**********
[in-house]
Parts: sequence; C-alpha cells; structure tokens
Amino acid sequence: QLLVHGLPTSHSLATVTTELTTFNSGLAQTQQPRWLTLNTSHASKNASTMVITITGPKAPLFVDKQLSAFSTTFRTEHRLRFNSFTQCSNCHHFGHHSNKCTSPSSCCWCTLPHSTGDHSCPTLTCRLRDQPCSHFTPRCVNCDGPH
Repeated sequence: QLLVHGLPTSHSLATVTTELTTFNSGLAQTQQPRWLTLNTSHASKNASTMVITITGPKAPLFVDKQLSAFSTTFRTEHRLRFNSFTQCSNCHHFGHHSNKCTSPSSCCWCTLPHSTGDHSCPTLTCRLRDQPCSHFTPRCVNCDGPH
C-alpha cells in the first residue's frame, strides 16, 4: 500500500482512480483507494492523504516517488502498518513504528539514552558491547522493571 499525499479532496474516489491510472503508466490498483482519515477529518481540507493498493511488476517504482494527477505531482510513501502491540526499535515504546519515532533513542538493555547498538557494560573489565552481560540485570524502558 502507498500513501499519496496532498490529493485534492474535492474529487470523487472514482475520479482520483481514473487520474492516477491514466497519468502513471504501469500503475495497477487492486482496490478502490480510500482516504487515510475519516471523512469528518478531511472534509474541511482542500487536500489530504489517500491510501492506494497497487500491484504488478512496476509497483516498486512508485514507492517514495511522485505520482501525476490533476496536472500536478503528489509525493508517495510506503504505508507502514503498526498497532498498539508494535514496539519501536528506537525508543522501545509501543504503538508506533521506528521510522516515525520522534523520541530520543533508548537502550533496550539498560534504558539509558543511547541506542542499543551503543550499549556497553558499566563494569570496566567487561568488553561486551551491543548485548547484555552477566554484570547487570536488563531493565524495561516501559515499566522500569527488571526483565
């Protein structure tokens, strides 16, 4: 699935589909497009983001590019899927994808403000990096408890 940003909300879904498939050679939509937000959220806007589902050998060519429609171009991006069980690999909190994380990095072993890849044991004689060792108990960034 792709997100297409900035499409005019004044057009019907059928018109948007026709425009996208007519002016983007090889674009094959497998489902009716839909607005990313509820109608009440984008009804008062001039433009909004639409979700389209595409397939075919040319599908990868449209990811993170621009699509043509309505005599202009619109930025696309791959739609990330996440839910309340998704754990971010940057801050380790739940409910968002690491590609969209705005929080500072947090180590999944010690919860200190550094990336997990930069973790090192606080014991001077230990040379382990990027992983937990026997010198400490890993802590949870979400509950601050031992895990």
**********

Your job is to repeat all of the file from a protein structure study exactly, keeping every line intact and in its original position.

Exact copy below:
[in-house]
Parts: sequence; C-alpha cells; structure tokens
Amino acid sequence: QLLVHGLPTSHSLATVTTELTTFNSGLAQTQQPRWLTLNTSHASKNASTMVITITGPKAPLFVDKQLSAFSTTFRTEHRLRFNSFTQCSNCHHFGHHSNKCTSPSSCCWCTLPHSTGDHSCPTLTCRLRDQPCSHFTPRCVNCDGPH
Repeated sequence: QLLVHGLPTSHSLATVTTELTTFNSGLAQTQQPRWLTLNTSHASKNASTMVITITGPKAPLFVDKQLSAFSTTFRTEHRLRFNSFTQCSNCHHFGHHSNKCTSPSSCCWCTLPHSTGDHSCPTLTCRLRDQPCSHFTPRCVNCDGPH
C-alpha cells in the first residue's frame, strides 16, 4: 500500500482512480483507494492523504516517488502498518513504528539514552558491547522493571 499525499479532496474516489491510472503508466490498483482519515477529518481540507493498493511488476517504482494527477505531482510513501502491540526499535515504546519515532533513542538493555547498538557494560573489565552481560540485570524502558 502507498500513501499519496496532498490529493485534492474535492474529487470523487472514482475520479482520483481514473487520474492516477491514466497519468502513471504501469500503475495497477487492486482496490478502490480510500482516504487515510475519516471523512469528518478531511472534509474541511482542500487536500489530504489517500491510501492506494497497487500491484504488478512496476509497483516498486512508485514507492517514495511522485505520482501525476490533476496536472500536478503528489509525493508517495510506503504505508507502514503498526498497532498498539508494535514496539519501536528506537525508543522501545509501543504503538508506533521506528521510522516515525520522534523520541530520543533508548537502550533496550539498560534504558539509558543511547541506542542499543551503543550499549556497553558499566563494569570496566567487561568488553561486551551491543548485548547484555552477566554484570547487570536488563531493565524495561516501559515499566522500569527488571526483565
């Protein structure tokens, strides 16, 4: 699935589909497009983001590019899927994808403000990096408890 940003909300879904498939050679939509937000959220806007589902050998060519429609171009991006069980690999909190994380990095072993890849044991004689060792108990960034 792709997100297409900035499409005019004044057009019907059928018109948007026709425009996208007519002016983007090889674009094959497998489902009716839909607005990313509820109608009440984008009804008062001039433009909004639409979700389209595409397939075919040319599908990868449209990811993170621009699509043509309505005599202009619109930025696309791959739609990330996440839910309340998704754990971010940057801050380790739940409910968002690491590609969209705005929080500072947090180590999944010690919860200190550094990336997990930069973790090192606080014991001077230990040379382990990027992983937990026997010198400490890993802590949870979400509950601050031992895990």